Prêt-à-byzantiner : móda, styl a svět Byzance
Source document: Convivium. 2015, vol. 2, iss. 2, pp. 134-153
ISSN2336-3452 (print)2336-808X (online)
License: Not specified license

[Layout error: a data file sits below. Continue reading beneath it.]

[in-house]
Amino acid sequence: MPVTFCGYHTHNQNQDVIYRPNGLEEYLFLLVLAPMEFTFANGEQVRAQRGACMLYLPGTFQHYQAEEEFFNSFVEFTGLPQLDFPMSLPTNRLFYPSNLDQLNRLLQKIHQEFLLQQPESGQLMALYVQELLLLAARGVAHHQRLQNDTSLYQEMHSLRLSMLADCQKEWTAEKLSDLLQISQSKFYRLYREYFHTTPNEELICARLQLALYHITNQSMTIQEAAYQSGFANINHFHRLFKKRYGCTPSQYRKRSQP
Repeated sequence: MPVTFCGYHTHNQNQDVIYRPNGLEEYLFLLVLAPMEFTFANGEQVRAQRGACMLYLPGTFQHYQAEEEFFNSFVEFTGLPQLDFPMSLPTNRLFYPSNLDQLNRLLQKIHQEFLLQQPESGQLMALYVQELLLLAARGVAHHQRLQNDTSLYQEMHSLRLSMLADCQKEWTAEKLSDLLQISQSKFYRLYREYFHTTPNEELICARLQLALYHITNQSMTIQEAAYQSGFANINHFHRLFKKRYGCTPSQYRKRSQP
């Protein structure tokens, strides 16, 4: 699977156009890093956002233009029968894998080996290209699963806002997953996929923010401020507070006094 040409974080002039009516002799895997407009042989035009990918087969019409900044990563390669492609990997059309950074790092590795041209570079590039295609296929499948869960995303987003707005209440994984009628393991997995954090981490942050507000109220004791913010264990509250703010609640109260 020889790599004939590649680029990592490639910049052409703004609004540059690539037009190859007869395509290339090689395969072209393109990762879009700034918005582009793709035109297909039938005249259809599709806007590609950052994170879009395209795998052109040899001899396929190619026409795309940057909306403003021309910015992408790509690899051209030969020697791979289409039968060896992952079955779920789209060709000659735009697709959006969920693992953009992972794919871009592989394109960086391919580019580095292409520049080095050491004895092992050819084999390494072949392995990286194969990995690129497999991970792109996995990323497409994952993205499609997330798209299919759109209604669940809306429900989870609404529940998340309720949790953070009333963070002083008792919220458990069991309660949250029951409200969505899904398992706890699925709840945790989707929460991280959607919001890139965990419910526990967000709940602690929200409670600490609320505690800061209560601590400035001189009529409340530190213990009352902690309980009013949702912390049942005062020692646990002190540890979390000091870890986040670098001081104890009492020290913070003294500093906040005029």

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The phrase prêt-à-byzantiner, a play on the contemporary fashion industry's prêt-à-porter (ready to wear), has been coined to establish a connection between early Byzantine art and today's world of fashion. This text examines the perception of Byzantine materials, forms, historical figures, and decorative systems as manifested in the Byzantine-influenced collections of five influential maisons between 1990 and 2014. The study outlines the traces of a "lost in translation" route that carried ancient Byzantium to the contemporary era. It also aims to understand how fashion designers have perceived Byzantine art and to shed light on the adaptation of Byzantium's very distinctive formal and ornamental features into a new visual vocabulary. Four elements guide the analysis: the Empress Theodora, the medium of mosaic, the city of Ravenna, and gold as a material and a color. The main conclusion is that the twentieth-century perception manifested in prêt-à-byzantiner consists of clichés and simplifications of Byzantine art, and reflects no historiographical considerations.